Crime & Police Idioms - Learn English Idioms - English Lesson About Crime -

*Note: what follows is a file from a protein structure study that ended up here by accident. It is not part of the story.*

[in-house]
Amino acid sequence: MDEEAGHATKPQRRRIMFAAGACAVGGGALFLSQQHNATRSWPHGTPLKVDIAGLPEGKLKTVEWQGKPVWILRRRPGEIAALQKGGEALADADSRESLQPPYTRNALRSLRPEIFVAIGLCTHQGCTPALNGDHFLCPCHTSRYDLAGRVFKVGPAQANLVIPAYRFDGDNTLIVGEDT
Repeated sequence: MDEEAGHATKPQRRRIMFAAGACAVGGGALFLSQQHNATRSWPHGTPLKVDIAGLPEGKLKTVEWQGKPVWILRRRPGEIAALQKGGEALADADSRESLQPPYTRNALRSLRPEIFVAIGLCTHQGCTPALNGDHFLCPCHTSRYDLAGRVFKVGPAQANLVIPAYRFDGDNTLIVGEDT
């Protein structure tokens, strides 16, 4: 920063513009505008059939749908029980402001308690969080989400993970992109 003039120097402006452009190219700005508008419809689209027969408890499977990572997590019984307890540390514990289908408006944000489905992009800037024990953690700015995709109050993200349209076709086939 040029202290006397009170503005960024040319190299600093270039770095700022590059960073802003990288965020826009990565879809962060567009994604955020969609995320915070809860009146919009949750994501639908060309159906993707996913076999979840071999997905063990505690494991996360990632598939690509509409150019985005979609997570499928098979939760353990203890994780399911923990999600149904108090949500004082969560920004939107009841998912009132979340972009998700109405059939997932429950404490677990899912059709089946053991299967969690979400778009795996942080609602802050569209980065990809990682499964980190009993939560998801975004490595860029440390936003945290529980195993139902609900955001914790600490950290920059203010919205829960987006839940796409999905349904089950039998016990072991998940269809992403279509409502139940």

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Xuất bản 18/08/2015 Learn to express yourself confidently in fluent English and sound like a native speaker with our FREE Power Learning video course! Learn English Idioms! Here are some useful crime and police idioms from! These idioms all have their origins in criminal activity, but they have many uses in regular conversations to describe innocent situations. A Steal A steal is something you bought that is much cheaper than you expected. We use this idiom to indicate something that is such a great value, that it's almost like you stole it. I found a pair of designer shoes for over 90% off! They were a real steal! Partners In Crime Partners in crime are people who work together to commit a crime or trick others. This idiom can also be used as an exaggeration to describe any group of people, including children, who regularly do things together. Those kids up the street are real partners in crime. They do everything together. Beat The Rap To beat the rap means to escape punishment for a crime. This idiom can be used to describe anyone who gets away with something. The boy was sent to the principal's office for fighting, but he talked his way out of detention and beat the rap. Cop A Plea To cop a plea means to plead guilty to, or say you did, a crime in order to receive a lighter punishment. People usually do this when they know they will be caught and punished more severely for not confessing to a crime they committed. The man who stole the car copped a plea to spend less time in jail. Face The Music To face the music means to receive punishment for a crime you committed. People usually face something like an enemy or something else they aren't looking forward to. This idiom can be used when receiving punishment for doing anything wrong. The girl was caught trying to steal candy from a baby and had to face the music. A Slap On The Wrist When you get or give a slap on the wrist, you get or give a punishment that is light or easy in comparison to the crime committed. This idiom comes from teaching children to behave by slapping them gently on the wrist, or the area just above the hand, when they do something wrong. You will often hear this idiom used when companies who commit crimes like dumping toxic waste only have to pay small amounts of money as punishment. That executive only got a slap on the wrist after losing the pension money of his employees. Get Away With Murder When you get away with murder, you are not punished for doing something bad. This idiom comes from real court cases where people suspected of committing crimes are found not guilty. My brother always stays out late and recently crashed our car, but my parents never punish him! He gets away with murder! On The Case To be on the case means to be solving a problem or taking control of a situation. This idiom comes from cases, or crimes, that police attempt to solve. A case is opened when begun and closed when it solved. Someone keeps stealing my cookies! Until I find out who it is, I'm on the case! For more tips, lessons and videos, and to discover the 7 secrets to becoming a confident, fluent English speaker easily and automatically, visit us at
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